This is one of those turn-around stories where we might feel cheated or set up. Likely, the lawyer felt that way when Jesus told his neighbor story. It takes his responsibility deeper than the minimum effort. It requires more than a transaction; it requires a depth of mercy to the lowliest person he could imagine.

At this point some parable, background information is helpful. The setting of the parable is the road from Jerusalem to Jericho, a distance of about 17 miles. It goes from 2000 feet above sea level in Jerusalem and to 800 feet below sea level in Jericho. It’s a strenuous hike and would take a walker more than a day. To get from one city to the other you’d have to go through a thief-infested wilderness via serpentine paths of ravines, wadis, and treeless mountains. It was known as a dangerous place where thieves attacked unwary travelers. The main characters in the story are a Jewish priest, a Levi which was a Jewish scholar, the man attacked by thieves, and a Samaritan, the hero of the story.

One scholar framed this parable as three questions, the lawyer says, “What’s in it for me?’ the priest and the Levi say, “Not my problem.” And the Samaritan says, “What can I do to help?”

Martin Luther King Jr. frequently preached this parable to describe three life philosophies, 1) the robber “What’s yours is mine.”, 2) the priest and the Levi, “What’s mine is mine.” And 3) the Samaritan, “What’s mine is yours.” The hero of the story is the Samaritan. Jesus knew the Samaritans were hated, they had intermarried with foreigners, and they worshiped not at Jerusalem but at their own temple on Mount Gerazim. And worst of all, the Samaritans had desecrated the temple of Jerusalem in a was between 9 and 6 BC.

There are many interpretations of this parable, but I would like to look at it from the perspective of Jesus soon to face his death, and yet trying to lead the lawyer to a greater understanding of the law of love. Jesus’ story suggests the lawyer is asking the wrong question. Rather than asking “Who is my neighbor?” He should be asking, “What kind of neighbor am I?” Do I only do what will get me rewarded, or do I operate on the law of love? A person who loves God will respond with compassion and mercy to any human suffering. Jesus says, sharing your love makes you a neighbor.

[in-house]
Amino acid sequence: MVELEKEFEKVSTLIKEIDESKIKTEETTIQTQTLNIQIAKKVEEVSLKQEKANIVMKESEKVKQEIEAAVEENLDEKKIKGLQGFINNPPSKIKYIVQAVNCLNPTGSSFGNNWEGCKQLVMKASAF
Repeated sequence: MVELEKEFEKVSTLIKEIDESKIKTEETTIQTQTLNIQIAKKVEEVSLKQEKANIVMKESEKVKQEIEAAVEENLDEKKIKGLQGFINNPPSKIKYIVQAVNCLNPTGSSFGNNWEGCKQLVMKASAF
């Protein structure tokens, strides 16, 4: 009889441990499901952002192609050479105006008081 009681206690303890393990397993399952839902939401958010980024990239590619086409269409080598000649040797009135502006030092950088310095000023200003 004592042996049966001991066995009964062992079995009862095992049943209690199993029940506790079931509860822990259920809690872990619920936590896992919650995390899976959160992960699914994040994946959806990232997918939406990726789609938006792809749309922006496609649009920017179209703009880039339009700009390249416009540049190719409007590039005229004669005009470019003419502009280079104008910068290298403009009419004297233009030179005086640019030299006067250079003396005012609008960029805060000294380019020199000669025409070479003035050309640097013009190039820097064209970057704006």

In this way, Jesus is perhaps best represented in this story by the Samaritan and we are best depicted as the helpless victim, unable to save ourselves and totally reliant on his mercy. Some scholars even suggest that the church is the inn where the injured man is taken, and the oil and the wine are sacraments. But the main idea of this passage that a learned man questions Jesus about how to earn eternal life and yet Jesus is showing him how to live a faith-filled life today. Jesus tells a story about salvation based on unmerited love. We too need a savior who will rescue us and we can trust Jesus to save us. Selfishness lives in all of us. We all sin and fall short of what god requires of us.

Jesus can free us from our self-centered orientation. The good news is that Jesus calls us to love not just those who are like us but those who are different. When we too are lost in the pit of calamity, injustice or fear, when we are beat up by the world, Jesus embraces us, heals our wounds and saves us from the injuries the world has inflicted on us, restoring us back to life and health. By mercy, by grace, by the power of his love, Jesus came to save all of humanity. Seeing Jesus as the Samaritan makes the point that we are saved by grace not law.

Maybe there’s somebody in your life who is like a Samaritan to you. Maybe you’d like to be more like Jesus, but you don’t think you can do it. You might have to start over, to lose face, to be reborn. And that’s maybe what we need. To have the heart of Jesus. We may not hit the target 100% or even 90 or 80 percent of the time, but let’s pray that God will give us the heart of Jesus so that when we see someone in need, when we are in need ourselves, we may come to Jesus and find life today and forever. Amen.